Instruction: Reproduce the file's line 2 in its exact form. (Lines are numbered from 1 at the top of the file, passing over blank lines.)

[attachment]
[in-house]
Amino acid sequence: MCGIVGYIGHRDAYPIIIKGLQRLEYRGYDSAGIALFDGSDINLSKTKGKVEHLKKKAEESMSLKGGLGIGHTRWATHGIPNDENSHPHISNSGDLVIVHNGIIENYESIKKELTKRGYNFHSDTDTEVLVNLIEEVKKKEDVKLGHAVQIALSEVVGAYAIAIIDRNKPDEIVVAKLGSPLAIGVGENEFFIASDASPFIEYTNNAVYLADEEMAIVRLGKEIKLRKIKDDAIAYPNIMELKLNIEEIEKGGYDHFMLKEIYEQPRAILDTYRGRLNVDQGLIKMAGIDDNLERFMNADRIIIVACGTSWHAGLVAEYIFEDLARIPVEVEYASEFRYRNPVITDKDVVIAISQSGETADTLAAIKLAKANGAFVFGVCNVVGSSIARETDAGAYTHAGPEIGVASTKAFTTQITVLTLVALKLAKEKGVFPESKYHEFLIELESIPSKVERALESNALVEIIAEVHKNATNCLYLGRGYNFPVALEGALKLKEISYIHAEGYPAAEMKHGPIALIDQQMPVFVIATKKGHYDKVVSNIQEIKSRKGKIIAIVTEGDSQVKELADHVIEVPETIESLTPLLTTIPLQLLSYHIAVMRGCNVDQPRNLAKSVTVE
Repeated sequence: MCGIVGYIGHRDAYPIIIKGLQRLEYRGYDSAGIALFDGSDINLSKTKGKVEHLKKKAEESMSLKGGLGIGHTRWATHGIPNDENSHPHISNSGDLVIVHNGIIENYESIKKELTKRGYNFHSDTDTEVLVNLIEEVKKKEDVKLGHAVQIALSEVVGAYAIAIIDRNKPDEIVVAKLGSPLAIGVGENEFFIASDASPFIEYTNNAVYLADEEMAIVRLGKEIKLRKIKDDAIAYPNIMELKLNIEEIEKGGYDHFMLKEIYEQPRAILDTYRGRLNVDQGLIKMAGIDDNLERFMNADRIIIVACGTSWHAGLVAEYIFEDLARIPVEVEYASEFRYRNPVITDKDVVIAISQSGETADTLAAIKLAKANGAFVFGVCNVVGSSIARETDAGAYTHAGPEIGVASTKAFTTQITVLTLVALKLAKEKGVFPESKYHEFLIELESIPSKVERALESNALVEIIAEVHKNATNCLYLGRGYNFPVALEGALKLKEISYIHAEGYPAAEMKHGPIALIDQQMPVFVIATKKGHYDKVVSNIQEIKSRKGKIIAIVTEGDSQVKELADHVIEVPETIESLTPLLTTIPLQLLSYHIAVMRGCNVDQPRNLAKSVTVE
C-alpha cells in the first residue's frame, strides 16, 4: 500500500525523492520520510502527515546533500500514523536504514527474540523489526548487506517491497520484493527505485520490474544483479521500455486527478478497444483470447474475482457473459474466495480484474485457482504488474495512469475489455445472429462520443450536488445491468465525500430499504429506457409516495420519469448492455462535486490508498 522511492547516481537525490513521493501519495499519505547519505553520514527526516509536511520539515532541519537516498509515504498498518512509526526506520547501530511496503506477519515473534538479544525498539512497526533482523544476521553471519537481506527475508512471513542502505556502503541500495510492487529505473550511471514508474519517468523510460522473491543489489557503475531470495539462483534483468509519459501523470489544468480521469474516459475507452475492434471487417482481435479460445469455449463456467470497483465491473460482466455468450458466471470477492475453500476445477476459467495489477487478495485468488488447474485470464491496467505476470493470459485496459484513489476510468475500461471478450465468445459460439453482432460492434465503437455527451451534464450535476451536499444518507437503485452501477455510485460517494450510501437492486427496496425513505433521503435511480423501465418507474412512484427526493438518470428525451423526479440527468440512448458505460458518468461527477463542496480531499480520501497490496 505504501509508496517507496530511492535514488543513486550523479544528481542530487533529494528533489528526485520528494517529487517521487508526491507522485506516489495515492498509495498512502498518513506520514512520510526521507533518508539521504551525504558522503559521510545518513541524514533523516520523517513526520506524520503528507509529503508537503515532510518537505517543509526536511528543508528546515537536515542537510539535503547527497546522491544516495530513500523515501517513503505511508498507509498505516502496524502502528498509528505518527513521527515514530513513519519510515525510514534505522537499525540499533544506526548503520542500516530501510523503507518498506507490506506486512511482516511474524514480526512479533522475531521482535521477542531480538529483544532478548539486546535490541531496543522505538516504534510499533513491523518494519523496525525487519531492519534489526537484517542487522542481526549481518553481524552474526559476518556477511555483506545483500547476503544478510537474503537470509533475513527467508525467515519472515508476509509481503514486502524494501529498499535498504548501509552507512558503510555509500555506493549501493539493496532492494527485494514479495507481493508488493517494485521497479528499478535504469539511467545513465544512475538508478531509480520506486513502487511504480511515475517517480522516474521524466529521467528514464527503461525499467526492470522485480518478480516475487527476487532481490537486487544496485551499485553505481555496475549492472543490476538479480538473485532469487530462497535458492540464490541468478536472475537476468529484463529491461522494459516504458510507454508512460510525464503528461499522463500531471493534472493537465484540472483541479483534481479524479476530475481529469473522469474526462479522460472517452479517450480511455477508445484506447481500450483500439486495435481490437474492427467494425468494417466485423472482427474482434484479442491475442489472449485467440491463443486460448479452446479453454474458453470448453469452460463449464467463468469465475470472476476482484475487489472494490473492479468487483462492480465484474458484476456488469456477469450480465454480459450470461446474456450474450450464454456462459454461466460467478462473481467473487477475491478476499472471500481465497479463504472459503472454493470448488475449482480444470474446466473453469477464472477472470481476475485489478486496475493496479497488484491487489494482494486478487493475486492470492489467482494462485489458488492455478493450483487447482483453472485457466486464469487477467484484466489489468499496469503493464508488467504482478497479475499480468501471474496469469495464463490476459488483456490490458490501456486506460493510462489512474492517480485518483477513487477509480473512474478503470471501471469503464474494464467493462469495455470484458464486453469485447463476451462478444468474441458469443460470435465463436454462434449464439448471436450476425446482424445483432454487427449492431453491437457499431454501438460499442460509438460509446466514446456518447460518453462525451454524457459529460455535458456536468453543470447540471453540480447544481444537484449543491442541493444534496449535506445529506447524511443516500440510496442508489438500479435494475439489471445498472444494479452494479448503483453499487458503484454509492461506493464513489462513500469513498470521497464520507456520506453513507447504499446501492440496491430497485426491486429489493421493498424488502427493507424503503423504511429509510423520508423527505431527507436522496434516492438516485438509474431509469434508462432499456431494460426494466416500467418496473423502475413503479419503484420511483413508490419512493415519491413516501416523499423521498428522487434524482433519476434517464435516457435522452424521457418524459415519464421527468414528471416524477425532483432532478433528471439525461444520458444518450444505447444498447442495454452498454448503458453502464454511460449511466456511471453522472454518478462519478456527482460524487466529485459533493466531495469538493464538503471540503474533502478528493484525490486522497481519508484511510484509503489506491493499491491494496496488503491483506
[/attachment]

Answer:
Amino acid sequence: MCGIVGYIGHRDAYPIIIKGLQRLEYRGYDSAGIALFDGSDINLSKTKGKVEHLKKKAEESMSLKGGLGIGHTRWATHGIPNDENSHPHISNSGDLVIVHNGIIENYESIKKELTKRGYNFHSDTDTEVLVNLIEEVKKKEDVKLGHAVQIALSEVVGAYAIAIIDRNKPDEIVVAKLGSPLAIGVGENEFFIASDASPFIEYTNNAVYLADEEMAIVRLGKEIKLRKIKDDAIAYPNIMELKLNIEEIEKGGYDHFMLKEIYEQPRAILDTYRGRLNVDQGLIKMAGIDDNLERFMNADRIIIVACGTSWHAGLVAEYIFEDLARIPVEVEYASEFRYRNPVITDKDVVIAISQSGETADTLAAIKLAKANGAFVFGVCNVVGSSIARETDAGAYTHAGPEIGVASTKAFTTQITVLTLVALKLAKEKGVFPESKYHEFLIELESIPSKVERALESNALVEIIAEVHKNATNCLYLGRGYNFPVALEGALKLKEISYIHAEGYPAAEMKHGPIALIDQQMPVFVIATKKGHYDKVVSNIQEIKSRKGKIIAIVTEGDSQVKELADHVIEVPETIESLTPLLTTIPLQLLSYHIAVMRGCNVDQPRNLAKSVTVE